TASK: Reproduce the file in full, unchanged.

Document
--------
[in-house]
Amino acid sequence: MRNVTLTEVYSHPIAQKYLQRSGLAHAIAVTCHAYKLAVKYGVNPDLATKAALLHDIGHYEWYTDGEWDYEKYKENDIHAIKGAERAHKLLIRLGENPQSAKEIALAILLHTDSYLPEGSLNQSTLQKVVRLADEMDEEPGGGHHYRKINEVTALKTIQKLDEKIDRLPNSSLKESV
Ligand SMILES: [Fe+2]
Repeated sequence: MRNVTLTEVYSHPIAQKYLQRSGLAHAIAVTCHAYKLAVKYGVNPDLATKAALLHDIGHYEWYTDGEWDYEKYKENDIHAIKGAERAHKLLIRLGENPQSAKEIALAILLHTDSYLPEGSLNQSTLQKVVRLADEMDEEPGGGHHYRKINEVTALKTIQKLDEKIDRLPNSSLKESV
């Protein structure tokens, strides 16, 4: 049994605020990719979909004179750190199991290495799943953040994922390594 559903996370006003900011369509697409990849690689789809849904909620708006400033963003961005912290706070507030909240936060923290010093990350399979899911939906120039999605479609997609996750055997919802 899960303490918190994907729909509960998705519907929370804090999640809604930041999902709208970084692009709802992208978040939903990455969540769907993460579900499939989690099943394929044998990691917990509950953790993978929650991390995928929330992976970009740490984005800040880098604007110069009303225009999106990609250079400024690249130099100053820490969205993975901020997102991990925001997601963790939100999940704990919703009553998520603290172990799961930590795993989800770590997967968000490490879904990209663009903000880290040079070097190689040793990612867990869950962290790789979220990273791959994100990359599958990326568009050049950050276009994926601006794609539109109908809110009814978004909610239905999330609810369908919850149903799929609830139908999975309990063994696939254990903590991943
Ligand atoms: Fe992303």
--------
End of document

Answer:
[in-house]
Amino acid sequence: MRNVTLTEVYSHPIAQKYLQRSGLAHAIAVTCHAYKLAVKYGVNPDLATKAALLHDIGHYEWYTDGEWDYEKYKENDIHAIKGAERAHKLLIRLGENPQSAKEIALAILLHTDSYLPEGSLNQSTLQKVVRLADEMDEEPGGGHHYRKINEVTALKTIQKLDEKIDRLPNSSLKESV
Ligand SMILES: [Fe+2]
Repeated sequence: MRNVTLTEVYSHPIAQKYLQRSGLAHAIAVTCHAYKLAVKYGVNPDLATKAALLHDIGHYEWYTDGEWDYEKYKENDIHAIKGAERAHKLLIRLGENPQSAKEIALAILLHTDSYLPEGSLNQSTLQKVVRLADEMDEEPGGGHHYRKINEVTALKTIQKLDEKIDRLPNSSLKESV
């Protein structure tokens, strides 16, 4: 049994605020990719979909004179750190199991290495799943953040994922390594 559903996370006003900011369509697409990849690689789809849904909620708006400033963003961005912290706070507030909240936060923290010093990350399979899911939906120039999605479609997609996750055997919802 899960303490918190994907729909509960998705519907929370804090999640809604930041999902709208970084692009709802992208978040939903990455969540769907993460579900499939989690099943394929044998990691917990509950953790993978929650991390995928929330992976970009740490984005800040880098604007110069009303225009999106990609250079400024690249130099100053820490969205993975901020997102991990925001997601963790939100999940704990919703009553998520603290172990799961930590795993989800770590997967968000490490879904990209663009903000880290040079070097190689040793990612867990869950962290790789979220990273791959994100990359599958990326568009050049950050276009994926601006794609539109109908809110009814978004909610239905999330609810369908919850149903799929609830139908999975309990063994696939254990903590991943
Ligand atoms: Fe992303």